For other frog posts please click here.
These beautiful plants are known for a range of colored flowers predominantly seen in red, orange and yellow. They are mostly a tropical plant and are unsurprisingly related to the Bird of Paradise (of which the flowers look very similar) and also bananas (which look like a larger version of this plant). The flower produces nectar to attract pollinators such as hummingbirds. If you ever decide you want a tropical-looking garden, the inclusion of some different heliconias are a must and fairly easy to grow. The luscious green foliage and bright splash of flower color will certainly brighten up your day. Happy weekend everyone!
New York is currently in full Christmas swing, and so I thought a Christmas colored photo would be a great one for today. This photo is of an adorable type of orchid called an Epidendrum, and they come in a large range of beautiful colors. This photo is actually flipped upside down, as this plant grows its flower stems pointing directly up (instead of many other orchids which arch over) so the flowers actually appear upside down on the stems. This is an orchid which is quite hardy and can tolerate drier conditions than a lot of other orchids, so it will grow outside in Australia without much trouble at all. Happy weekend everyone!!!
For more orchid photos please click here.
This past weekend I went to Mexico and had some amazing experiences that I will share with you next week. However, of all of my photographs, this one was quite unexpectedly the most beautiful (and I never thought I would say that about a giant grasshopper!). This almighty insect which visited my balcony was an incredible lime green color with striking blue eyes. It happily sat still while I took my time getting the photo just right. Later that same night as I was walking along the beach, I spotted a few more (even bigger ones!) which I almost stepped on in the dark. One of them was in the direct path of a crowd of people coming down the beach and in need of rescuing. I decided to carefully nudge the insect onto the book I was holding so that I could safely relocate it (mind you, the book was no bigger than the bug itself). However, rather than happily complying with my request, it instead took a flying leap onto my knee, and although I am not at all afraid of insects, this was still a most unpleasant surprise! After a successful second attempt, I moved the big guy out of harms way, and I’m sure he will make a very large and tasty breakfast for some bird in the morning.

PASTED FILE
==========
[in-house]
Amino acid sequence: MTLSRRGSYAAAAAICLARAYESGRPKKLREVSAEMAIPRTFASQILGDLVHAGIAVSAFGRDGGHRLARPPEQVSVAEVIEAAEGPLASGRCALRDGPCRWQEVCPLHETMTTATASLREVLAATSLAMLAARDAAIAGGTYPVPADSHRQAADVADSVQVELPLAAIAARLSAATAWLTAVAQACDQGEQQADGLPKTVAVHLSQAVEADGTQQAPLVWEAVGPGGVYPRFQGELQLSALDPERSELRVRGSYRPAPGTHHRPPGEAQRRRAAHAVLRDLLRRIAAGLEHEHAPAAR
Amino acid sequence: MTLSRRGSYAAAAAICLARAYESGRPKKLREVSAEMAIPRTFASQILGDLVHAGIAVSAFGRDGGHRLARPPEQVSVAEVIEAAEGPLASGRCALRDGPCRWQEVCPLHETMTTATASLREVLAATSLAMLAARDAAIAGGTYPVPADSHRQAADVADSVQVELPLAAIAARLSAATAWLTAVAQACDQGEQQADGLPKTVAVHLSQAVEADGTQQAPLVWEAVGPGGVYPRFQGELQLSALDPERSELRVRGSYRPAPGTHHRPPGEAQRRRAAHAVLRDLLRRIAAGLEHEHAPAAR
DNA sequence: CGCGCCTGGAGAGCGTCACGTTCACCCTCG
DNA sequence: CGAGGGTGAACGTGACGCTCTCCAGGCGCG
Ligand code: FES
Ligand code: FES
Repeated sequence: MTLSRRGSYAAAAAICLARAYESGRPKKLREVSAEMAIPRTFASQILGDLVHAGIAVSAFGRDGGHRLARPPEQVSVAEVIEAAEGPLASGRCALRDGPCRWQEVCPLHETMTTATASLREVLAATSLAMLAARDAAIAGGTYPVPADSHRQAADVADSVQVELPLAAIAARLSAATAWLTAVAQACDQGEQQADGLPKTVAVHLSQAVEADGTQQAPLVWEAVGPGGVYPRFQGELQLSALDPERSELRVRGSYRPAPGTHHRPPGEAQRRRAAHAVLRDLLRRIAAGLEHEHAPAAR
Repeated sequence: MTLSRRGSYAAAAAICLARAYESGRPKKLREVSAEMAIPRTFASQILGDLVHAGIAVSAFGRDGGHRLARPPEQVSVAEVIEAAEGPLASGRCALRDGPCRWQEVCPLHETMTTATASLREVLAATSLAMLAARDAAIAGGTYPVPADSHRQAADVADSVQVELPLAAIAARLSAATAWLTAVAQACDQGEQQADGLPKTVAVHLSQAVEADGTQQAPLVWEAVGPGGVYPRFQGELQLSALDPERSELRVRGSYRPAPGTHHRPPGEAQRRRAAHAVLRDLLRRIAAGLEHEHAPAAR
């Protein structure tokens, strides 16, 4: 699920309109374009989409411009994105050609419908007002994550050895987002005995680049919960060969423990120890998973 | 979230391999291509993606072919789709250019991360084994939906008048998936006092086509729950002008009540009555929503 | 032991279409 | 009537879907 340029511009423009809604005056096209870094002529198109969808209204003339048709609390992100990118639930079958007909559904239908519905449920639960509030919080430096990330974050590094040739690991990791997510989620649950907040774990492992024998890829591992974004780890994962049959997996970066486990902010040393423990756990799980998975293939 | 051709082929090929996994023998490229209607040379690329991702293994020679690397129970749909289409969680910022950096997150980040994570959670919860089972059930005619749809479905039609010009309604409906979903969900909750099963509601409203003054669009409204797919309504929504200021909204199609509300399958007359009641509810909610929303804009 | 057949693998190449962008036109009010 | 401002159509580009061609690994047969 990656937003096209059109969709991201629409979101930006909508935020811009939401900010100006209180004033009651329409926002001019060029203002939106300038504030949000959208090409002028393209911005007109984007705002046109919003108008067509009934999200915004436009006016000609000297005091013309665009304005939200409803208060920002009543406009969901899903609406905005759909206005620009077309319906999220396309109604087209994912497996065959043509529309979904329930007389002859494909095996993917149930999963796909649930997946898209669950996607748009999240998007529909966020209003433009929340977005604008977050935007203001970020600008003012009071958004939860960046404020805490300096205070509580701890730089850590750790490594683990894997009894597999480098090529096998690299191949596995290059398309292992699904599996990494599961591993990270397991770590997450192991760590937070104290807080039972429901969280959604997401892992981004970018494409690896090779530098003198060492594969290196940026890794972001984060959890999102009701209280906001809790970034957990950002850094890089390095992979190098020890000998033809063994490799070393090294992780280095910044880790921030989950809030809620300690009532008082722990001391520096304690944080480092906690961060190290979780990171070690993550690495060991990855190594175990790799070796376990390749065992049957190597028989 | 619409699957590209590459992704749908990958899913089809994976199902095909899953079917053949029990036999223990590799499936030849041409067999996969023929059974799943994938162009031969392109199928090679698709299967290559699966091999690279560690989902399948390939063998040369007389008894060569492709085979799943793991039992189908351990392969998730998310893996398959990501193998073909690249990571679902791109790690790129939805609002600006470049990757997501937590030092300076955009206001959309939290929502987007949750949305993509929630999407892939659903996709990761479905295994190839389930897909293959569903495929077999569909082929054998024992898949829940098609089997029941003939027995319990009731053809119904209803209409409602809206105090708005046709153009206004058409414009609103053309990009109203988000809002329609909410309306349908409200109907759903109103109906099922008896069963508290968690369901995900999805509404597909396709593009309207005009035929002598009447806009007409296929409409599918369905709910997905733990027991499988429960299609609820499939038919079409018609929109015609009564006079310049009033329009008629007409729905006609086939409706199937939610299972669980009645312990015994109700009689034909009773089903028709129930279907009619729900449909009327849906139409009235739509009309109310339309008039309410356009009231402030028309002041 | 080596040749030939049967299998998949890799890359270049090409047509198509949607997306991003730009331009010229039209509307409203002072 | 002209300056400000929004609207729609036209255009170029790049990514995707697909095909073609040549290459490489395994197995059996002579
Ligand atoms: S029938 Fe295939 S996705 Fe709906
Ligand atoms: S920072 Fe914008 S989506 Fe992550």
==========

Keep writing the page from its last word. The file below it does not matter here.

The Jade Vine (not to be confused with the jade plant also known as money tree) is an unusual plant native to the Philippines and is closely related to beans and peas. It grows into a monstrous vine with stems of up to 60 feet (18 meters) and once mature will hang hundreds of cascading flowers, dangling from stems as long as 10 feet (3 meters). These flowers range from a lovely turquoise color to a mint green. The flowers above were photographed from a mighty vine growing inside the Enid A. Haupt Conservatory (photo below) at the New York Botanical Gardens. It is a temperature controlled glass house that contains many tropical plants, which like myself, are most intolerant of New York winters. Happy weekend everyone!